No, your cucumbers have not hybridized with your melons.
I’ve been fielding different versions of the same question a LOT lately.
Three different people have sent pictures of “cucumelons” telling me they planted cucumbers next to their melons, and now the cucumbers look strange, so they’re concerned that they have cross pollinated with the melons. One person planted what was supposed to be a red raspberry next to their yellow raspberry, but the new plant is producing yellow fruit, so they think that it must be cross pollinating with their yellow plant, causing the fruits to turn yellow. Not to mention similar queries about tomatoes, peppers, and watermelons. It seems like every time a piece of produce turns out looking differently than what people expect, they blame pollen from the plant next to it.
I’m sure the highly educated readers of The Garden Professors know this already, but to clarify, there is a very simple reason why you don’t need to worry about one plant pollinating another plant and changing the quality of your produce UNLESS you are planning on saving seeds to grow for the next year.
When a flower is pollinated and starts developing into a fruit full of seeds, it is only the seeds themselves that combine the genetics of the two parents to develop into something new. Everything else – the flesh of a tomato, or cucumber or melon or raspberry – is produced solely by the mother plant, and the daddy of those seeds inside doesn’t matter a bit. Think about when a woman is pregnant… the identity of the father of the child inside her doesn’t change the character of the skin of her belly.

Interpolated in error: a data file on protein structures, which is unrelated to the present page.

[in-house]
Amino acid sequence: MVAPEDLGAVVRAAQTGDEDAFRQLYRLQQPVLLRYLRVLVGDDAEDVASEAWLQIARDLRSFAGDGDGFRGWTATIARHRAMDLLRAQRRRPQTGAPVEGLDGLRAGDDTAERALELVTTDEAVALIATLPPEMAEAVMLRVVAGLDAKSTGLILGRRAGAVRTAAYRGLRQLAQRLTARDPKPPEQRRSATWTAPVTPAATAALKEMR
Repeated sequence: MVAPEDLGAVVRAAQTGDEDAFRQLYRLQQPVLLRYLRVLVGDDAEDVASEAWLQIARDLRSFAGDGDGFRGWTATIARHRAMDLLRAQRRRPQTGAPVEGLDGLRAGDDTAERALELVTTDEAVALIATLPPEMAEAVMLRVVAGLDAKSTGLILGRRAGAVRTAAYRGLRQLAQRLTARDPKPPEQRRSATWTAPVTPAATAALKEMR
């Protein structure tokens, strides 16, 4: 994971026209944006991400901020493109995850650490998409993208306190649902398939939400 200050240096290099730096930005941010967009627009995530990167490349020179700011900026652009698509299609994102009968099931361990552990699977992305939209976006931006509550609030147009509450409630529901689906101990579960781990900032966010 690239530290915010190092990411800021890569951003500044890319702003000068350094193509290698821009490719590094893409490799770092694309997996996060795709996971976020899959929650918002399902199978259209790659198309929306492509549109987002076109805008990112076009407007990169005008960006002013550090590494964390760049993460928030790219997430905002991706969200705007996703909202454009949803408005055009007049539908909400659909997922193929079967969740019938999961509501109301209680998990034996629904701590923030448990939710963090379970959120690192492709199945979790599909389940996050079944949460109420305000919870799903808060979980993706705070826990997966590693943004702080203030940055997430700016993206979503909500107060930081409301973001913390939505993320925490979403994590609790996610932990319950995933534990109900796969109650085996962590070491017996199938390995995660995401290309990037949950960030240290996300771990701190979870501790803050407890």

If you want to save seeds of your plant for next year, it is another matter, and you should be sure to isolate or (better yet) hand pollinate different varieties of the same species from each other to make sure they don’t hybridize unintentionally. You still don’t need to worry about your cucumbers and melons, however – they won’t hybridize by chance in your garden. If a plant doesn’t produce the right colored fruit or flower, most likely it was just mislabeled at the nursery. Grow a strange looking cucumber, chances are it was left on the plant too long. Cucumbers are harvested and eaten when young and immature, leave them too long and they get… strange looking. No need to blame it on the melons next to them.
There IS one exception to this, one common plant in the garden where the source of pollen makes a huge difference in what you harvest: Corn. Corn is the exception because what we’re eating is the seed itself, not the fruit produced by the mother plant surrounding the seed. That’s why if your sweet corn gets a dose of pollen from the field corn the farmer is grown next door, it comes out starchy and not sweet.
It also makes breeding colorful corn for fall decorations REALLY fun… Because when you see a multicolored ears of corn like this from my garden last year: